December 10, 2019, International Human Rights Day: Human Rights Educators USA honors Human Right Watch’s LA-based Student Task Force (STF) with a special Youth Engagement Recognition. The youth leadership-training program, which engages high school students and educators from the Los Angeles area and empowers them to advocate for human rights issues, celebrates its 20th anniversary this year.
Human Rights Educators USA (HRE USA), a national network promoting human rights education in the United States, makes this award in commemoration of the 30th anniversary of the UN Convention on the Rights of the Child. HRE USA recognizes STF’s leadership in the promotion of children’s rights and its youth activism locally, nationally, and internationally. As STF Founder and Executive Director Pam Bruns said, “This recognition will mean so much to our teachers and students. It is a strong affirmation of our mission and the dedicated work by our LA youth.”
Each year, STF works with approximately 300 student leaders in public and private schools in Los Angeles. The STF chapters reach out to more than 25,000 students. Chapters establish core leadership teams that work with the STF staff and teacher advisors to prepare weekly agendas, lead meetings, engage members, plan events on campus, collaborate with school faculty and liaise with other STF chapters in order to engage with their school communities.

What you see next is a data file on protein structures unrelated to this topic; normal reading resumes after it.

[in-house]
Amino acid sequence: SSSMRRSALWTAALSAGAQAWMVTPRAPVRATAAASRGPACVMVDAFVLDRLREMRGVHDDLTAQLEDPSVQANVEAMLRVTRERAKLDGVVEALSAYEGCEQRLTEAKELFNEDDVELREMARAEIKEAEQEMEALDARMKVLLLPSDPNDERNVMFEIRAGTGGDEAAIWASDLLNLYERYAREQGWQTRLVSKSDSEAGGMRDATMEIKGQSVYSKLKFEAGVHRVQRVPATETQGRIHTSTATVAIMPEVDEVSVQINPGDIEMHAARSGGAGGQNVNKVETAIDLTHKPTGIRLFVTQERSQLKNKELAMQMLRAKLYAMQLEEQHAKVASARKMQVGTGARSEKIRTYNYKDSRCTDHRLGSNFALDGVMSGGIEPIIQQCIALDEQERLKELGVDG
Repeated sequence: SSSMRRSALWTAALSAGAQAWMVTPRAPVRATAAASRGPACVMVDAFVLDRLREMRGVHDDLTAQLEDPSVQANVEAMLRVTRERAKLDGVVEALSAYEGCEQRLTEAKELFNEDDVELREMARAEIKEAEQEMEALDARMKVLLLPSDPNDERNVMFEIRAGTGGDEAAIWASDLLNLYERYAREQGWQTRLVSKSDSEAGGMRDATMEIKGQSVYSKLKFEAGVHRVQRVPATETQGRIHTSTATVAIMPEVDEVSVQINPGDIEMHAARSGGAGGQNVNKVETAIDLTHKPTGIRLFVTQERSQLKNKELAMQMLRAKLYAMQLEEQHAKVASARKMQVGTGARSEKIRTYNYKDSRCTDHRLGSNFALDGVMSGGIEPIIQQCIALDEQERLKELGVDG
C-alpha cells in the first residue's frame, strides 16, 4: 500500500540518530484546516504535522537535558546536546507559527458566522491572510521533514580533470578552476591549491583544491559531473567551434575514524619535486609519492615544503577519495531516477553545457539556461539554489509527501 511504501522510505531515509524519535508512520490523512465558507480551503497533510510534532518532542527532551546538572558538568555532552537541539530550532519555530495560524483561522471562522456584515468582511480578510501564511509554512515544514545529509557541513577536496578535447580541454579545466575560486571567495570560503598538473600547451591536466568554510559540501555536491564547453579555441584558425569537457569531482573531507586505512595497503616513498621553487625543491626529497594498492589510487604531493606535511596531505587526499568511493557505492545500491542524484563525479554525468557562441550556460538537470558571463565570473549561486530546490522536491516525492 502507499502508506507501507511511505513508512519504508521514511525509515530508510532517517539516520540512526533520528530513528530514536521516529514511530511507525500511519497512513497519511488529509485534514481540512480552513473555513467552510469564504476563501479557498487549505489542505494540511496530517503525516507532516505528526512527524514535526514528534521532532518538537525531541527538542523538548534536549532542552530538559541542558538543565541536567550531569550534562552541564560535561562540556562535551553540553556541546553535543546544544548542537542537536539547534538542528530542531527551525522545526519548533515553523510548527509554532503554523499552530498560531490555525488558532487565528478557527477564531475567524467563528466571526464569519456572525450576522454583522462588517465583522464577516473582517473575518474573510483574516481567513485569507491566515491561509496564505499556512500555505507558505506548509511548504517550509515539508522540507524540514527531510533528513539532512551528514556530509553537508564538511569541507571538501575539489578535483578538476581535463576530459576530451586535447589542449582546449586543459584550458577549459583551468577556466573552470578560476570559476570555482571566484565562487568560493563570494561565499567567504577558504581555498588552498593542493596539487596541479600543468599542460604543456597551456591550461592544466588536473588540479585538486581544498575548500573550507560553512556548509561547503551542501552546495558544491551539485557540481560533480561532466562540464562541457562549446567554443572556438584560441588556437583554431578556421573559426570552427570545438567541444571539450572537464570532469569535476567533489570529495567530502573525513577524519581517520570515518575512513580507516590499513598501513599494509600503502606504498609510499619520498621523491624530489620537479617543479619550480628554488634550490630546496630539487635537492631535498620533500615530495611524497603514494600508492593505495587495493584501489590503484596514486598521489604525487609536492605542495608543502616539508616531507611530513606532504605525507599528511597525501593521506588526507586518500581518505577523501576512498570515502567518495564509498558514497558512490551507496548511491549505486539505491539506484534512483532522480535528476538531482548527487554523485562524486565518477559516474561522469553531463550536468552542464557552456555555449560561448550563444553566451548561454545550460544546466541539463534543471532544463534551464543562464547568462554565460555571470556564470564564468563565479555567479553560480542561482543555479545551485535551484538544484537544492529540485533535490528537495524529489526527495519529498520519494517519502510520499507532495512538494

STF’s annual human rights campaigns utilize research and reports from the Human Rights Watch Children’s Rights Division on issues such as the Global Refugee Crisis, Ending Military Use of Schools, Child Soldiers, and Juvenile Justice. Every campaign has a built-in advocacy action open to all campus community members. Actions include meeting with elected officials, international diplomats, city councils and school boards and developing innovative awareness-raising events. This fall, STF is using the framework of the 30th anniversary of the Convention on the Rights of the Child to investigate how children’s rights are impacted by climate change, homelessness in Los Angeles, gun violence and U.S. immigration detention.
In recognition of these achievements, HRE USA co-founder Nancy Flowers reiterated, “We are inspired in this age of Malala and Greta to see U.S. students organizing to tackle such vital human rights issues.”